Though once, we did own a café right in front of where Newman sometimes liked to do his interviews of random locals, who were often oddly willing dupes for a particular style of pseudo ritualised humiliation and ridicule. Maybe he'd be one of the few celebrities in Australia I’d perhaps like to get to know privately. But what do I know?

'Newman lives by himself in Brighton. He spends much time alone but says he is not lonely. "The sweetest sound in life is the back door shutting. No, the back gate. First there is Sinatra, then Count Basie, then the back gate." Sam Newman in The Age.

So maybe his natural schtick can seem kinda Graham Kennedy via sub-Don Rickles and Peter Cook and a little bit of a cement mixer, but mostly Sam Newman. A ballsy, smart, skilful, honest and energetic guy, he also looks more than a little like P.J O’Rourke. So far some folks have said “he ain’t no good!” Maybe so. Or maybe Newman is merely dealing with the jungle of celebrity. Maybe he’s a bastard or his judgement is off and sometimes on. Newman is also surprisingly open.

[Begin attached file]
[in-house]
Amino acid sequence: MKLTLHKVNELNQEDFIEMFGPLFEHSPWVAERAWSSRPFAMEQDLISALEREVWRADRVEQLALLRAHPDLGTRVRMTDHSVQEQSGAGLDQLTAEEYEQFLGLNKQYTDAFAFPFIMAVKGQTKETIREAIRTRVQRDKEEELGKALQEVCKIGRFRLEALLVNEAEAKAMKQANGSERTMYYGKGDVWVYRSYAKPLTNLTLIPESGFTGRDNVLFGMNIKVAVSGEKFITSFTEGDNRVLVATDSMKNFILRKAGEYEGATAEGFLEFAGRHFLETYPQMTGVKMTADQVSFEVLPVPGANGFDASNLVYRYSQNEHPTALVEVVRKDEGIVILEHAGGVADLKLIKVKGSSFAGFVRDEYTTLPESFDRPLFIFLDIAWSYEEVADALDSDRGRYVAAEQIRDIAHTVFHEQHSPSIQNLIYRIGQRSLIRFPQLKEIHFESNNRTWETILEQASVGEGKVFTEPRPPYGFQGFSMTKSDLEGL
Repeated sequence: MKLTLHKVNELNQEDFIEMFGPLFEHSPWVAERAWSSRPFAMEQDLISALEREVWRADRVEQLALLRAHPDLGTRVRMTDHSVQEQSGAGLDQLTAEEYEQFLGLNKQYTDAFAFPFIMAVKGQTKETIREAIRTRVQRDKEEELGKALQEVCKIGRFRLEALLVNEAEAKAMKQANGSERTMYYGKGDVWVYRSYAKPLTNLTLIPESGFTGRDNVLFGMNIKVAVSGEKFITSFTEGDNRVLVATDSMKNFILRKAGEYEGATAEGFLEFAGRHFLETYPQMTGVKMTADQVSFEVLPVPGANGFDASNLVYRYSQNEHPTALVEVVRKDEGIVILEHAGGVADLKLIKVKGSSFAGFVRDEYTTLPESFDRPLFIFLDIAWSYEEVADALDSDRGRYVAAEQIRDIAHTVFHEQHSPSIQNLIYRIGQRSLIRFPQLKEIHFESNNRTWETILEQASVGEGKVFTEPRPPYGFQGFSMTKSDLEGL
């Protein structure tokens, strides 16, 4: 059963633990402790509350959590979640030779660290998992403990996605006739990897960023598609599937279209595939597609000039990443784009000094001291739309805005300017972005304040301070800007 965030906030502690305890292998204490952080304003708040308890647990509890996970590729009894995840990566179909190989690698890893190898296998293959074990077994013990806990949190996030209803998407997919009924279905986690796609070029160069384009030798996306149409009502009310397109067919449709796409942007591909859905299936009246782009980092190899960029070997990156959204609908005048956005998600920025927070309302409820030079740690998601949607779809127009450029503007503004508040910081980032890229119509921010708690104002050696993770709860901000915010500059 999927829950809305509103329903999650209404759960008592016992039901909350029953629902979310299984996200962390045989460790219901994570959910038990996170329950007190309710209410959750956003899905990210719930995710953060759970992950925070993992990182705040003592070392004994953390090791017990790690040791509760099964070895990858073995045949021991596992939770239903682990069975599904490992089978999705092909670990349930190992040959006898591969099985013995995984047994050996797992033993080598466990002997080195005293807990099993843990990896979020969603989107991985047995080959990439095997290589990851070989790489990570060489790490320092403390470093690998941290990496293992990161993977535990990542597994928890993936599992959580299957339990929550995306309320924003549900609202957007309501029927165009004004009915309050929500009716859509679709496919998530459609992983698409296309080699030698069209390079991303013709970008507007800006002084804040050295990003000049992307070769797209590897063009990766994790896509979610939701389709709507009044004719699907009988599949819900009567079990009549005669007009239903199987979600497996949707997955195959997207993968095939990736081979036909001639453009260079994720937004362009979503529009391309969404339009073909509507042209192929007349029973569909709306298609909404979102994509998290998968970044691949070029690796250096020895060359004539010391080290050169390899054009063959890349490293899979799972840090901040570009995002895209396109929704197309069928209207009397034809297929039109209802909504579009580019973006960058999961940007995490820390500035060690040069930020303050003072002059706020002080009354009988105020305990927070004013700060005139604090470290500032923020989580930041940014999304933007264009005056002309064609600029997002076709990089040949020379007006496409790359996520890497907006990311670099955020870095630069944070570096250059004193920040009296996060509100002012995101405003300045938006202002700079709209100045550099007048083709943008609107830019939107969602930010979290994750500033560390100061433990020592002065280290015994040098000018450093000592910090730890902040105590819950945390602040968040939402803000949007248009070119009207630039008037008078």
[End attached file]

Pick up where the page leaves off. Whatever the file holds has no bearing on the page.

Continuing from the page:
I can say though, that there are absolutely no bastards in sports and media management. Not one.

"And he would say: why do you get in verbal stoushes with people, why don't you just walk away? Why? Because with people who have a mission, an agenda, why let them get away with it at your expense? Why let people roll over you?" Sam Newman.

Sam Newman now has an awful prostrate cancer and delivered some straight lines that leave a clear feeling of a lot more going on, which in this case, there obviously is. Unsurprisingly, I imagine the actual Newman exists only out of public view, but what do I know? Who wouldn’t? More than a few people could quite easily top any of Sam’s fairly harmless japes for threat. People are gee, sometimes dangerous.

Now I just happened to catch this little piece of TV and I wonder now what other things I may have missed? And one of the reasons I didn’t catch more, is that my folks thought sport was mostly boring, repetitive and pointless group crap of no real importance and merely a game. And they were right and wrong.

It’s not just about the game itself per se, though for many it can be. It’s the intrinsic context of the culture and the people, and the times in which they play these curious games with rules, history, tradition and therefore, er, human meaning. No, really. Sometimes it’s one of the few way's out for people.